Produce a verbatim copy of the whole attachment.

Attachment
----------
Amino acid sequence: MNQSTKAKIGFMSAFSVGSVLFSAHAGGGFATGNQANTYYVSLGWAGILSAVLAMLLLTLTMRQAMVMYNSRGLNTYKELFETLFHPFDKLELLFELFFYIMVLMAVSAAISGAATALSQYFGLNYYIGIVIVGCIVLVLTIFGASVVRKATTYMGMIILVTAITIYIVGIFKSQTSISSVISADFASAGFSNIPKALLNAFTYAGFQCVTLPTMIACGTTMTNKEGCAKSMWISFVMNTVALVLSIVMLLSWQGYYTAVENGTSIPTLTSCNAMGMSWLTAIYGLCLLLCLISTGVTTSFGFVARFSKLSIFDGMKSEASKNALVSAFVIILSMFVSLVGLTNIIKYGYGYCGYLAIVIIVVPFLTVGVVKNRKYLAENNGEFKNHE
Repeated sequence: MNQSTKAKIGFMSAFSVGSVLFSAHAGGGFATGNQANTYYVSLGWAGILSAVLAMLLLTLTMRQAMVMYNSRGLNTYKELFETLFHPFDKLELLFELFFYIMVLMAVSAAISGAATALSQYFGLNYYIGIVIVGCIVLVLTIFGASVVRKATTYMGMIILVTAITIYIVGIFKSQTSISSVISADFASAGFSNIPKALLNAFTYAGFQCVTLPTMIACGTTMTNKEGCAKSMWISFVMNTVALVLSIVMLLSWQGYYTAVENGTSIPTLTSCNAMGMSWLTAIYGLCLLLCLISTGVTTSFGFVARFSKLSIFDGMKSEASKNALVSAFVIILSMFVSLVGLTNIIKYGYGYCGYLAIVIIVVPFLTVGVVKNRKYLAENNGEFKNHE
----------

Amino acid sequence: MNQSTKAKIGFMSAFSVGSVLFSAHAGGGFATGNQANTYYVSLGWAGILSAVLAMLLLTLTMRQAMVMYNSRGLNTYKELFETLFHPFDKLELLFELFFYIMVLMAVSAAISGAATALSQYFGLNYYIGIVIVGCIVLVLTIFGASVVRKATTYMGMIILVTAITIYIVGIFKSQTSISSVISADFASAGFSNIPKALLNAFTYAGFQCVTLPTMIACGTTMTNKEGCAKSMWISFVMNTVALVLSIVMLLSWQGYYTAVENGTSIPTLTSCNAMGMSWLTAIYGLCLLLCLISTGVTTSFGFVARFSKLSIFDGMKSEASKNALVSAFVIILSMFVSLVGLTNIIKYGYGYCGYLAIVIIVVPFLTVGVVKNRKYLAENNGEFKNHE
Repeated sequence: MNQSTKAKIGFMSAFSVGSVLFSAHAGGGFATGNQANTYYVSLGWAGILSAVLAMLLLTLTMRQAMVMYNSRGLNTYKELFETLFHPFDKLELLFELFFYIMVLMAVSAAISGAATALSQYFGLNYYIGIVIVGCIVLVLTIFGASVVRKATTYMGMIILVTAITIYIVGIFKSQTSISSVISADFASAGFSNIPKALLNAFTYAGFQCVTLPTMIACGTTMTNKEGCAKSMWISFVMNTVALVLSIVMLLSWQGYYTAVENGTSIPTLTSCNAMGMSWLTAIYGLCLLLCLISTGVTTSFGFVARFSKLSIFDGMKSEASKNALVSAFVIILSMFVSLVGLTNIIKYGYGYCGYLAIVIIVVPFLTVGVVKNRKYLAENNGEFKNHE